It’s amazing what you can create from your own yard,” said Karen Plarisan, owner of Verbena Flowers and Trimmings in Roseville. Plarisan and her daughter, Karly Plarisan, grow their own flowers and other materials at their home-turned-flower farm for beautiful, creative arrangements and locally grown bouquets. “Wreaths are one of our favorite things to make, especially during the holidays,” Karen Plarisan said. “They provide a sensory overload of beauty and scent, inside the house and out.” A lot of their favorite materials are common in Sacramento-area landscapes. “Rosemary, bay, eucalyptus, olive and cedar are some of our favorite greens to collect and use for Thanksgiving and Christmas,” she said. “They are perfect for making garland that can be draped across mantles, tables, banisters, mirrors and doors.” Got fruit trees? Do a little pruning before decorating, Plarisan said. “We especially like fruit tree branches and, if you are lucky, they still may have that perfect fruit attached.” Apples, pomegranates, oranges and other fruit add interest to the natural decorations. They draw the eye, and that’s the whole idea. “We create focal vignettes in wreaths and centerpieces that pull the observer in,” Plarisan said. “Here are some flora that do just that for the holidays: magnolia leaves and their pods; bulbs such as paperwhites and amaryllis; berries of cotoneaster, privet, nandina and laurel; citrus including lemons and mandarins; other goodies like moss, pomegranates, pe... (Sacramento Bee)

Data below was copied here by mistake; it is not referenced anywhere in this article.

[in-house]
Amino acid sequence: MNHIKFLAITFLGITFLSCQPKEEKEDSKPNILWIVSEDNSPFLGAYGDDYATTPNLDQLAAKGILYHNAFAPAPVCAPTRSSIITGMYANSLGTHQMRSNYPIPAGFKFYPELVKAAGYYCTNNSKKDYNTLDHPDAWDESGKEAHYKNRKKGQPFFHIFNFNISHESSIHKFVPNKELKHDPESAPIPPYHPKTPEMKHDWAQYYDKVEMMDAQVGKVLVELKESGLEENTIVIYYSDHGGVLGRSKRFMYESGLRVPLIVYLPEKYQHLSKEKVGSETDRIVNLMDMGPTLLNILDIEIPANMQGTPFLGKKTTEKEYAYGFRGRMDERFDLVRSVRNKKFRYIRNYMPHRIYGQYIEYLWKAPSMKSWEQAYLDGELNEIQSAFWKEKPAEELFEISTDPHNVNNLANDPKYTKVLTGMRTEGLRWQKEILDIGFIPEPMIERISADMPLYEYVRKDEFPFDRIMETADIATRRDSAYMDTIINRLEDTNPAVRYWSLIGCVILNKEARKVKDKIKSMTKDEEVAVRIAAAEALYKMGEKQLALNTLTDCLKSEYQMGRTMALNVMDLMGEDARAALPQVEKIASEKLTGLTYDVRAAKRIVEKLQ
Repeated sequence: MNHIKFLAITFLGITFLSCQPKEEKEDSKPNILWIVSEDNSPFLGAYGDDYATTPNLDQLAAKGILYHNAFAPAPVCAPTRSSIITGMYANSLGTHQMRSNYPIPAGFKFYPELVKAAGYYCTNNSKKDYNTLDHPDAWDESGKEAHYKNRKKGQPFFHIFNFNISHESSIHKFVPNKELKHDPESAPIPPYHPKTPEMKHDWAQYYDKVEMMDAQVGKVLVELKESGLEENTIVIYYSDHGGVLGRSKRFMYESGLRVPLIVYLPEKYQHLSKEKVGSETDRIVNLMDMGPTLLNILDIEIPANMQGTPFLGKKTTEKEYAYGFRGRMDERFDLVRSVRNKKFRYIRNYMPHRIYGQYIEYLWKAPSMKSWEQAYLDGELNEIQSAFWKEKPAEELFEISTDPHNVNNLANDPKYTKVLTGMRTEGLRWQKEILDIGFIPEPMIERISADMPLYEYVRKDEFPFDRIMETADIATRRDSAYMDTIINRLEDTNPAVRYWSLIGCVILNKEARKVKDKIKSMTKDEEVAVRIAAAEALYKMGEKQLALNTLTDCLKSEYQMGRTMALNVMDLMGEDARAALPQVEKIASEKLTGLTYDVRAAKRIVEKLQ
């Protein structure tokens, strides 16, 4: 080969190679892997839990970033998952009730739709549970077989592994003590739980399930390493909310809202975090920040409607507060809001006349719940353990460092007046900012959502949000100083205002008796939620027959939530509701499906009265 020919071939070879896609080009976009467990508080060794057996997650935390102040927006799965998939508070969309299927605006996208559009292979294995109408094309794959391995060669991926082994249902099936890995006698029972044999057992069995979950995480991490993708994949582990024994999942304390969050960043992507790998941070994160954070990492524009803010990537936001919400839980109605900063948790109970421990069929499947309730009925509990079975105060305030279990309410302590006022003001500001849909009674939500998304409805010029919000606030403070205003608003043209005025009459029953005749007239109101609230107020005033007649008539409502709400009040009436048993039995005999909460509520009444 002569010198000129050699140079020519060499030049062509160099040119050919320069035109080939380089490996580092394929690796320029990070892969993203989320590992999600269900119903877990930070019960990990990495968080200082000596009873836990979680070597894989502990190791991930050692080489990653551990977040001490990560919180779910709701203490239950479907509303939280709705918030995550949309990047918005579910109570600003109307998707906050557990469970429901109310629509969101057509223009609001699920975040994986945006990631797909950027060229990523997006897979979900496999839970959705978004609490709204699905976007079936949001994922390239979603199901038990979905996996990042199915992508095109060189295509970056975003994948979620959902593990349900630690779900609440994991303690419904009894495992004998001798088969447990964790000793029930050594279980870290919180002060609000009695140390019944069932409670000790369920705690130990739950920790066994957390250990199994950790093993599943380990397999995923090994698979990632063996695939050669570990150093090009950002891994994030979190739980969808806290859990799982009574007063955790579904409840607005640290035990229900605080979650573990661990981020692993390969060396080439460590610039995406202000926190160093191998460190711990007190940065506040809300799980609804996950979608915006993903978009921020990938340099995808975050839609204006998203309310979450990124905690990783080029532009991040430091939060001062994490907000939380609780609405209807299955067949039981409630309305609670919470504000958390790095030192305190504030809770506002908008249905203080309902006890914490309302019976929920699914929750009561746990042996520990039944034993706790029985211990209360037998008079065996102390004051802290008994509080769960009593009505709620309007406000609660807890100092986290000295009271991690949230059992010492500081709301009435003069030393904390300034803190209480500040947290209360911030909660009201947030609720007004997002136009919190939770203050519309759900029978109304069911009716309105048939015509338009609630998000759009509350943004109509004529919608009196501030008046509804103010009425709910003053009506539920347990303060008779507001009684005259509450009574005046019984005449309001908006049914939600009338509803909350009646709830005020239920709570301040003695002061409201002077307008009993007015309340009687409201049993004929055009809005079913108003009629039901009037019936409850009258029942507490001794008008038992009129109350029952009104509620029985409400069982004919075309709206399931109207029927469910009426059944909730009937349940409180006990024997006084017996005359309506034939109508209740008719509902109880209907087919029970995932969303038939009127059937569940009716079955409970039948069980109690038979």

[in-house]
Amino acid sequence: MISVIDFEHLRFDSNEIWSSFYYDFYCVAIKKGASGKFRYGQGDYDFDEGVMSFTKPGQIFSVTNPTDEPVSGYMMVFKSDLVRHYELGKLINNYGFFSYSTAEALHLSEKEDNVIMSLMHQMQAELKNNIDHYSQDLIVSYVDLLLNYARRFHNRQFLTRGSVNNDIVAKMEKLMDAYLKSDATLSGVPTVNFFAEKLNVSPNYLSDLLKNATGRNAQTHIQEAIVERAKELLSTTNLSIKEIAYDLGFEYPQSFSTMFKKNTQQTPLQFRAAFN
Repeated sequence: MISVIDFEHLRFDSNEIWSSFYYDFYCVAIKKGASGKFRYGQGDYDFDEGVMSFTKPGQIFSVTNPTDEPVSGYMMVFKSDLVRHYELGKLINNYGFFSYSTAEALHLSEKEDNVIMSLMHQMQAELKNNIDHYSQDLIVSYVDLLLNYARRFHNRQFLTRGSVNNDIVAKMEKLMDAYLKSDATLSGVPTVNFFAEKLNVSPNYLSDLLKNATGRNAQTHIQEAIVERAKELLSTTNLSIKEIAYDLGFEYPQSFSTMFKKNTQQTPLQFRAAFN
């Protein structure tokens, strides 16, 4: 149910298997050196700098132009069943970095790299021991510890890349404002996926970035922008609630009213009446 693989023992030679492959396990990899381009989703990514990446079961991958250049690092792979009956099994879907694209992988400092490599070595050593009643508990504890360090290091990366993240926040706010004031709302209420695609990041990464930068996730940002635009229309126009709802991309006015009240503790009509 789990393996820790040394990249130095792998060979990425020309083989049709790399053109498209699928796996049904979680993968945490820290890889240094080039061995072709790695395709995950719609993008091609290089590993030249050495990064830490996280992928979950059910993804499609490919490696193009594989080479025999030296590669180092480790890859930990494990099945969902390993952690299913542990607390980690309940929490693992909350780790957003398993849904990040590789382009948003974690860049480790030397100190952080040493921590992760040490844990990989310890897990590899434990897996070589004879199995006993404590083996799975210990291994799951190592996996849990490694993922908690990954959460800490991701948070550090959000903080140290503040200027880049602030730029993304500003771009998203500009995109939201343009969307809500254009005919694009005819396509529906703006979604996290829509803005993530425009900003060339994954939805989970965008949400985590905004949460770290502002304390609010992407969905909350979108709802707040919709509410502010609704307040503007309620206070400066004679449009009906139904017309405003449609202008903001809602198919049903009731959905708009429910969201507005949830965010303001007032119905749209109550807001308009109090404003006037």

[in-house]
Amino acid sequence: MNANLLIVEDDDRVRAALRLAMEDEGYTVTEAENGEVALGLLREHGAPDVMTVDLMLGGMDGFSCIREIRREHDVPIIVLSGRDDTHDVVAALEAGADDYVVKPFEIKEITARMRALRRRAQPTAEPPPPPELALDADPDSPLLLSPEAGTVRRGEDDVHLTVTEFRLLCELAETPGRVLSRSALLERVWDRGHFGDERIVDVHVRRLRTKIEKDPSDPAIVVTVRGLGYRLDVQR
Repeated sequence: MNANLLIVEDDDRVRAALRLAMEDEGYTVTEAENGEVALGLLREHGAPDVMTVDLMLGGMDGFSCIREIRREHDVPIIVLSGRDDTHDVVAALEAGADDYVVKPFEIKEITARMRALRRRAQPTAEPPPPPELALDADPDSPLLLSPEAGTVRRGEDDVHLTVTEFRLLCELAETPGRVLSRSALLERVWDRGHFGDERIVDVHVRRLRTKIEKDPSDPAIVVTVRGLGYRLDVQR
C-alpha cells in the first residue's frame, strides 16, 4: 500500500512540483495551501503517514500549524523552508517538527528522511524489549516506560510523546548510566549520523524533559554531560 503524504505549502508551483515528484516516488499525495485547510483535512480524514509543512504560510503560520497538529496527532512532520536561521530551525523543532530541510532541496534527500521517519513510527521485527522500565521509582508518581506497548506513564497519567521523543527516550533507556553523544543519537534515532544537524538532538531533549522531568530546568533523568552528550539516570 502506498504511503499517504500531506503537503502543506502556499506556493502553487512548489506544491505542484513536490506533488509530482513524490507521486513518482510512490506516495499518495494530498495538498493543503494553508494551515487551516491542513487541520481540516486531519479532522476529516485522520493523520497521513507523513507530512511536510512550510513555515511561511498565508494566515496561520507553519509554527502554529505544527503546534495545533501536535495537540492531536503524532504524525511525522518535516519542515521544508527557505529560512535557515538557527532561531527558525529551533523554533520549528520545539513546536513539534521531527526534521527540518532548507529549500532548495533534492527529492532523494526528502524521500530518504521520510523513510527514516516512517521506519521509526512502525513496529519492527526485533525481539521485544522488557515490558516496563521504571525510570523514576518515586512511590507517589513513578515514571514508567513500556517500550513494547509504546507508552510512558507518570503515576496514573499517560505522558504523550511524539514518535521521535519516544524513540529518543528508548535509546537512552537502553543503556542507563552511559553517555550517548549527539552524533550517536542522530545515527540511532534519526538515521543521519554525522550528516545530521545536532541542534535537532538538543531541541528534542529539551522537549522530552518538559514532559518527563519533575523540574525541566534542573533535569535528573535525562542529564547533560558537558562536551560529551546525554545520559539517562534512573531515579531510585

Oct 5, 2016

Stephen (Steve) Robert Hanson, Roseville, MI/once Janesville, WI

Print Wednesday, October 5, 2016 April 3, 1947 - August 18, 2016 Stephen (Steve) Robert Hanson, age 69, of Roseville MI, formerly of Excelsior Springs, MO, died unexpectedly Thursday, August 18, 2016, in his home. He was born in Janesville, WI on April 3, 1947, the son of La Verne and Mary Ellen(McCabe) Hanson, and was a 1965 graduate of Joseph A. Craig High School, in Janesville. Shortly after graduating, he enlisted in the United States Air Force in July 1965, serving very proudly in the Vietnam War as a Jet Engine Mechanic with the 3rd FLD Maintenance Squadron, and attaining the rank of Staff Sergeant; honorably leaving the Air Force in July 1969. Steve married the love of his life, Jane Ann Moore, on June 22, 1967, in Topeka KS. After leaving the Air Force, they moved to the Kansas City, MO area, finally settling in Excelsior Springs in 1973, where they raised their four children. His wife preceded him in death on July 24th 2014. Steve was employed at Ford Motor Company – Claycomo, MO, for 33 years, until his retirement in 2005. Steve loved his friends and coworkers from the Ford Motor... (Gazettextra)